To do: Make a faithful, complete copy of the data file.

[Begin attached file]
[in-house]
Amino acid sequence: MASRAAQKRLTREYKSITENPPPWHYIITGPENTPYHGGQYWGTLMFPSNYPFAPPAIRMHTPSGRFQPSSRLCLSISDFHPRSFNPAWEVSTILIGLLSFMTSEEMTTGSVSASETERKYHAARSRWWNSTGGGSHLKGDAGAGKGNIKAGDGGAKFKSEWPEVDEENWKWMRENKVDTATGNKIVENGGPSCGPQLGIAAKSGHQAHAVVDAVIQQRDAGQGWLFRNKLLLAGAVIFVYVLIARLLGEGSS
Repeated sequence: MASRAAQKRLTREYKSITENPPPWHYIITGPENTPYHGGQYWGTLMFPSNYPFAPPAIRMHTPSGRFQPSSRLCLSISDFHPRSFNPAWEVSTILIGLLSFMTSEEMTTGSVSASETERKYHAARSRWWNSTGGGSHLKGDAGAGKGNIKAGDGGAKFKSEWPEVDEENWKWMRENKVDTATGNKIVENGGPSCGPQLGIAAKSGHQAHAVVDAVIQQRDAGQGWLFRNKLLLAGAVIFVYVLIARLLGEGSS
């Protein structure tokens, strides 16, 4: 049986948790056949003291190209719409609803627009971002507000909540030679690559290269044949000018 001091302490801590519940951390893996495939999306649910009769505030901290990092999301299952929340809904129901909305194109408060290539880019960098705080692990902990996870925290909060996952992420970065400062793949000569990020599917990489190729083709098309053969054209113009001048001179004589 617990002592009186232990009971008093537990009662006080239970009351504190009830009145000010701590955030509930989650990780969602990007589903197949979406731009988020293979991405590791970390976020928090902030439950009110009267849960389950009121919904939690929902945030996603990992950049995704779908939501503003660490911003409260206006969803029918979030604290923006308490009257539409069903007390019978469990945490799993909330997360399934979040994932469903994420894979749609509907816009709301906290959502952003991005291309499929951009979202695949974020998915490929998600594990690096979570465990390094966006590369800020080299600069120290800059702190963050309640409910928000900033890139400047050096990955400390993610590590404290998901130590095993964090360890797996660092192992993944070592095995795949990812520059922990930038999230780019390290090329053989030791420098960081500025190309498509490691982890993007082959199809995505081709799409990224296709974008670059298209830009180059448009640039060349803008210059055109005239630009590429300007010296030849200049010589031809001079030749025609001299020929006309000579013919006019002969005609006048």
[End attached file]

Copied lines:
[in-house]
Amino acid sequence: MASRAAQKRLTREYKSITENPPPWHYIITGPENTPYHGGQYWGTLMFPSNYPFAPPAIRMHTPSGRFQPSSRLCLSISDFHPRSFNPAWEVSTILIGLLSFMTSEEMTTGSVSASETERKYHAARSRWWNSTGGGSHLKGDAGAGKGNIKAGDGGAKFKSEWPEVDEENWKWMRENKVDTATGNKIVENGGPSCGPQLGIAAKSGHQAHAVVDAVIQQRDAGQGWLFRNKLLLAGAVIFVYVLIARLLGEGSS
Repeated sequence: MASRAAQKRLTREYKSITENPPPWHYIITGPENTPYHGGQYWGTLMFPSNYPFAPPAIRMHTPSGRFQPSSRLCLSISDFHPRSFNPAWEVSTILIGLLSFMTSEEMTTGSVSASETERKYHAARSRWWNSTGGGSHLKGDAGAGKGNIKAGDGGAKFKSEWPEVDEENWKWMRENKVDTATGNKIVENGGPSCGPQLGIAAKSGHQAHAVVDAVIQQRDAGQGWLFRNKLLLAGAVIFVYVLIARLLGEGSS
């Protein structure tokens, strides 16, 4: 049986948790056949003291190209719409609803627009971002507000909540030679690559290269044949000018 001091302490801590519940951390893996495939999306649910009769505030901290990092999301299952929340809904129901909305194109408060290539880019960098705080692990902990996870925290909060996952992420970065400062793949000569990020599917990489190729083709098309053969054209113009001048001179004589 617990002592009186232990009971008093537990009662006080239970009351504190009830009145000010701590955030509930989650990780969602990007589903197949979406731009988020293979991405590791970390976020928090902030439950009110009267849960389950009121919904939690929902945030996603990992950049995704779908939501503003660490911003409260206006969803029918979030604290923006308490009257539409069903007390019978469990945490799993909330997360399934979040994932469903994420894979749609509907816009709301906290959502952003991005291309499929951009979202695949974020998915490929998600594990690096979570465990390094966006590369800020080299600069120290800059702190963050309640409910928000900033890139400047050096990955400390993610590590404290998901130590095993964090360890797996660092192992993944070592095995795949990812520059922990930038999230780019390290090329053989030791420098960081500025190309498509490691982890993007082959199809995505081709799409990224296709974008670059298209830009180059448009640039060349803008210059055109005239630009590429300007010296030849200049010589031809001079030749025609001299020929006309000579013919006019002969005609006048």